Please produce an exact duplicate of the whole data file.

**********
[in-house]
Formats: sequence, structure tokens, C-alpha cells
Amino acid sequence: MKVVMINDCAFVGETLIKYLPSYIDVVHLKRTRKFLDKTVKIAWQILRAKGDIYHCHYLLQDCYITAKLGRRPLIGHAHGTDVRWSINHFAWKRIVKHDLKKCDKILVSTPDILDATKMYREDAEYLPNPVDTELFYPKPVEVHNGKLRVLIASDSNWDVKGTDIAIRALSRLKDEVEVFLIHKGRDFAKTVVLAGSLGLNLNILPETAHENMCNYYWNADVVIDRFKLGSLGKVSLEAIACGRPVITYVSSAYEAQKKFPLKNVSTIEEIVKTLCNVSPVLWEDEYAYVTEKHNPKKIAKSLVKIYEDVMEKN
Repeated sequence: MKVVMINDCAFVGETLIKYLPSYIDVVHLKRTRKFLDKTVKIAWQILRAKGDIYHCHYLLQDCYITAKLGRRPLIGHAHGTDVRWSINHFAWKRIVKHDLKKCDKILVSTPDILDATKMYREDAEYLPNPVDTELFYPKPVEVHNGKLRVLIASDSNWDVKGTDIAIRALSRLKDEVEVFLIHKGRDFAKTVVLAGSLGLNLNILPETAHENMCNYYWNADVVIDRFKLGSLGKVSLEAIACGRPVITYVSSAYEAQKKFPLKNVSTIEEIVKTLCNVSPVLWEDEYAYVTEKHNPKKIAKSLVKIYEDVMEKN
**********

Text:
[in-house]
Formats: sequence, structure tokens, C-alpha cells
Amino acid sequence: MKVVMINDCAFVGETLIKYLPSYIDVVHLKRTRKFLDKTVKIAWQILRAKGDIYHCHYLLQDCYITAKLGRRPLIGHAHGTDVRWSINHFAWKRIVKHDLKKCDKILVSTPDILDATKMYREDAEYLPNPVDTELFYPKPVEVHNGKLRVLIASDSNWDVKGTDIAIRALSRLKDEVEVFLIHKGRDFAKTVVLAGSLGLNLNILPETAHENMCNYYWNADVVIDRFKLGSLGKVSLEAIACGRPVITYVSSAYEAQKKFPLKNVSTIEEIVKTLCNVSPVLWEDEYAYVTEKHNPKKIAKSLVKIYEDVMEKN
Repeated sequence: MKVVMINDCAFVGETLIKYLPSYIDVVHLKRTRKFLDKTVKIAWQILRAKGDIYHCHYLLQDCYITAKLGRRPLIGHAHGTDVRWSINHFAWKRIVKHDLKKCDKILVSTPDILDATKMYREDAEYLPNPVDTELFYPKPVEVHNGKLRVLIASDSNWDVKGTDIAIRALSRLKDEVEVFLIHKGRDFAKTVVLAGSLGLNLNILPETAHENMCNYYWNADVVIDRFKLGSLGKVSLEAIACGRPVITYVSSAYEAQKKFPLKNVSTIEEIVKTLCNVSPVLWEDEYAYVTEKHNPKKIAKSLVKIYEDVMEKN